Bloomer, WI Tornado, Aug 1924

Eau Claire – Relief measures were underway Friday in three central western Wisconsin counties struck Thursday night by two tornadoes.

Neighbors cared for many of the farmers who lost their homes while scores of residents from surrounding territory were on their way in a caravan of automobiles to administer what aid they could.

PERCY WALTER of Bloomer, a sailor visiting relatives while on furlough, was fatally injured and he died at a Chippewa Falls hospital late last night. Of those seriously injured WILLIAM BERG, who lived near Bloomer, succumbed to his injuries in a Chippewa (Falls) hospital.

Among those injured were:

FRANK GABLE of Bloomer, who lost one eye and was severly [sic] cut about the head, and MRS. HALVORSON, who resides near here.

(The) tornado made its appearance near New Auburn in Chippewa Co. and swung down the country-side to Bloomer, continuing for about five miles beyond that place. It cut a swath nearly half a mile wide.

Appleton Post Crescent, Appleton, WI, 8 August, 1924


…The dead are:

PERCY WALTERS, killed at his home in Bloomer.

WILLIAM BARG, died from injuries received in collapse of his barn on a farm near Bloomer.

(The tornado) proved the most devastative, stopping only after having wreaked vengeance in the vicinity of Bloomer, twenty-five miles south of Eau Claire and Chippewa Falls.

The Daily Northwestern, Oshkosh, WI, 8 August, 1924


…The Bloomer Canning factory was partly demolished. Several employes [sic] were cut and bruised by flying glass and timber when the factory was unroofed.

Chippewa Falls, Wis. – One hundred employes [sic] of the pea cannery at Bloomer, ten miles north of here had a narrow escape from death when a tornado struck the village just before 7 o’clock last night.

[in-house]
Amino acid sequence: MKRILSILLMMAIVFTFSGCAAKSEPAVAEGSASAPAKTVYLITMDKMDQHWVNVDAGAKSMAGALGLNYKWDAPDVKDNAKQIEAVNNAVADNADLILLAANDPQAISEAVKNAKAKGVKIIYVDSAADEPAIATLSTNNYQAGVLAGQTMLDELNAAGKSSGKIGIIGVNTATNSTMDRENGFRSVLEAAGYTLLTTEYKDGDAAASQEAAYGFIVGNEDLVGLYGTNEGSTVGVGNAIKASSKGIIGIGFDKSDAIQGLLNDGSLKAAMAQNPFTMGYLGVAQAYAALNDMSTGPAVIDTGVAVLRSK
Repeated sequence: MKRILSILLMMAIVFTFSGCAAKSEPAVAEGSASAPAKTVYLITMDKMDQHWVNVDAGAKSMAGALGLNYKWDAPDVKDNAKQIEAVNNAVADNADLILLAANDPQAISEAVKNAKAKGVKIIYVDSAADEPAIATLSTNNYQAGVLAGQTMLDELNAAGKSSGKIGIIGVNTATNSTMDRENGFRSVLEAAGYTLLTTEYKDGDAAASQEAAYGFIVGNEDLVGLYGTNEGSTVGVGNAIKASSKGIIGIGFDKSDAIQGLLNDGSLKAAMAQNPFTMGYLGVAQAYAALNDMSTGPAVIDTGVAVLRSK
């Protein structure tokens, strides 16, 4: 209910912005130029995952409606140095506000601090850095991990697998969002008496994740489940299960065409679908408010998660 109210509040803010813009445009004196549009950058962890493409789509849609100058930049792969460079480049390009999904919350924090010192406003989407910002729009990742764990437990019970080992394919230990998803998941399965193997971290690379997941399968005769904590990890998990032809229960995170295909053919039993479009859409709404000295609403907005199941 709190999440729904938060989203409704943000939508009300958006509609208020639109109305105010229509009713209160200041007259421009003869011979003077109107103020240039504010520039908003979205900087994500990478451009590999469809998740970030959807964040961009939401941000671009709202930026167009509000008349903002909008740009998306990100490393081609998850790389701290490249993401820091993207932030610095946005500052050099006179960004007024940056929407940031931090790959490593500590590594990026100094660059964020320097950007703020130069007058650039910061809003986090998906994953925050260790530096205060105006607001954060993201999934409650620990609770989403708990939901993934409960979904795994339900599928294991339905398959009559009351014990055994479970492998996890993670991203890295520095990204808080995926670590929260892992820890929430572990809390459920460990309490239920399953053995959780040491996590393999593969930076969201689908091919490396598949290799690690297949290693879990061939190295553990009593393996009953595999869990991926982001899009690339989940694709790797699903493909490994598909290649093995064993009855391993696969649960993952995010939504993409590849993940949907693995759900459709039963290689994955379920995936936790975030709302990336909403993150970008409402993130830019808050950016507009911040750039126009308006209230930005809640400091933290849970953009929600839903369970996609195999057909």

The employes [sic] fled to the brick office building. The wind tore the roof off the structure and broke all the windows. Some of those who were within were cut by glass, but none was seriously injured.
The 100 foot smoke stack on the cannery was toppled over across the railroad tracks and the roof lifted off the warehouse.
Carried as if it were a sheet of paper the roof of the barn at the CHARLES KRANZ farm, a mile out of Bloomer, was lifted by the wind and deposited on top of the FRANK PHIEL home in the village.

The entire barn at the FRANK METZKA farm was raised off the concrete floor and carried for a distance of 100 feet. A team of horses and a cow with her calf were left standing on the barn floor unhurt.
At the CHARLES PEDERSON farm, a wagon with a hay rack was picked up and carried off. This morning one wheel was found in a tree but the hay rack could not be located.
[illegible] communication is severely crippled and it is expected that heavy losses occurred in areas which have not yet reported.

The Daily Northwestern, Oshkosh, WI, 8 August, 1924


Chippewa Falls, Wis. – WILLIAM BERG, 60, who was injured when the barn on his farm near Bloomer collapsed in last night’s tornado, died at St. Joseph’s hospital here at three o’clock this morning.
Berg’s death brings the death toll from the tornadoes which swept this section of the state last night, up to six.

The Daily Northwestern, Oshkosh, WI, 8 August, 1924



At Bloomer, where a large canning factory was wrecked, work on rebuilding was begun today. Some of the company’s work will be handled through a canning factory in Chippewa Falls.
Roads were cleared of their debris and travel was opened on them today. Linemen were still at work on telegraph and telephone wires, which were brought down in great numbers by the storm.

The Daily Northwestern, Oshkosh, WI, 9 August, 1924



(by Associated Press)
Birchwood, Wis., Aug. 13 – Taking a piano from one of the farm houses to be torn away in the tornado which swept a path in Chippewa county, north of Bloomer, carrying it a half mile into a patch of timber and then placing it right side up was one of the freak stunts performed by the wind. The piano was slightly damaged. On the same farm a heavy wagon was broken to bits, growing oats were cut close to the ground as if harvested and the grain was shaken from the straw.

Ironwood Daily Globe, Ironwood, MI, 13 August, 1924